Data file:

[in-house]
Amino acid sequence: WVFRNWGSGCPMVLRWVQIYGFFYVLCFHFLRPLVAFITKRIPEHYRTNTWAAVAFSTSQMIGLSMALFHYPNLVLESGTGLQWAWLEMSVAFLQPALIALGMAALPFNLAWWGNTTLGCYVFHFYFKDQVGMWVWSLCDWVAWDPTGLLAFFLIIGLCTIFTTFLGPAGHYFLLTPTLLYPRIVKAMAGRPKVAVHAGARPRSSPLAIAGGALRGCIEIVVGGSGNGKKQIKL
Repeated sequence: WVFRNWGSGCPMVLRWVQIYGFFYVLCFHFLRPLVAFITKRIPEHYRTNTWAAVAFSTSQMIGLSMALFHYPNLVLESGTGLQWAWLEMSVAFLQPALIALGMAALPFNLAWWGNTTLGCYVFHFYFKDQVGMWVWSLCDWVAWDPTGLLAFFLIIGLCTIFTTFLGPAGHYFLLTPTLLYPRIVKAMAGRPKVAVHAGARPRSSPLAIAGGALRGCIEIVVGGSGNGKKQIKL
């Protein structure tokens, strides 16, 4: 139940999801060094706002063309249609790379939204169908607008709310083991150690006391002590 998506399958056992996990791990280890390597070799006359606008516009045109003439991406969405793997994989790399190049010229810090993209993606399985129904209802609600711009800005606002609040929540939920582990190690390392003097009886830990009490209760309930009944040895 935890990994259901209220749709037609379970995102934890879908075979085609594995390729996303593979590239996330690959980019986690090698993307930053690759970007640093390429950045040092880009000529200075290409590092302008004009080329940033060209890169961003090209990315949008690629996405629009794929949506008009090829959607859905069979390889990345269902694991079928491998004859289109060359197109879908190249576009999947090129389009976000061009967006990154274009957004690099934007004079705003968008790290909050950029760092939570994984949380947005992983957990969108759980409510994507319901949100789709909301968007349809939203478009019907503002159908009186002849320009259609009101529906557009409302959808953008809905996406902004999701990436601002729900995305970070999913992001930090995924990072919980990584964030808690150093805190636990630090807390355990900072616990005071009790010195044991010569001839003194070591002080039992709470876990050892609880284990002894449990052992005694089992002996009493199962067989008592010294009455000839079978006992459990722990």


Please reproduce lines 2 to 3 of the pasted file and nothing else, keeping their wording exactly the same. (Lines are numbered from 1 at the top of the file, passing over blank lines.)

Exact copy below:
Amino acid sequence: WVFRNWGSGCPMVLRWVQIYGFFYVLCFHFLRPLVAFITKRIPEHYRTNTWAAVAFSTSQMIGLSMALFHYPNLVLESGTGLQWAWLEMSVAFLQPALIALGMAALPFNLAWWGNTTLGCYVFHFYFKDQVGMWVWSLCDWVAWDPTGLLAFFLIIGLCTIFTTFLGPAGHYFLLTPTLLYPRIVKAMAGRPKVAVHAGARPRSSPLAIAGGALRGCIEIVVGGSGNGKKQIKL
Repeated sequence: WVFRNWGSGCPMVLRWVQIYGFFYVLCFHFLRPLVAFITKRIPEHYRTNTWAAVAFSTSQMIGLSMALFHYPNLVLESGTGLQWAWLEMSVAFLQPALIALGMAALPFNLAWWGNTTLGCYVFHFYFKDQVGMWVWSLCDWVAWDPTGLLAFFLIIGLCTIFTTFLGPAGHYFLLTPTLLYPRIVKAMAGRPKVAVHAGARPRSSPLAIAGGALRGCIEIVVGGSGNGKKQIKL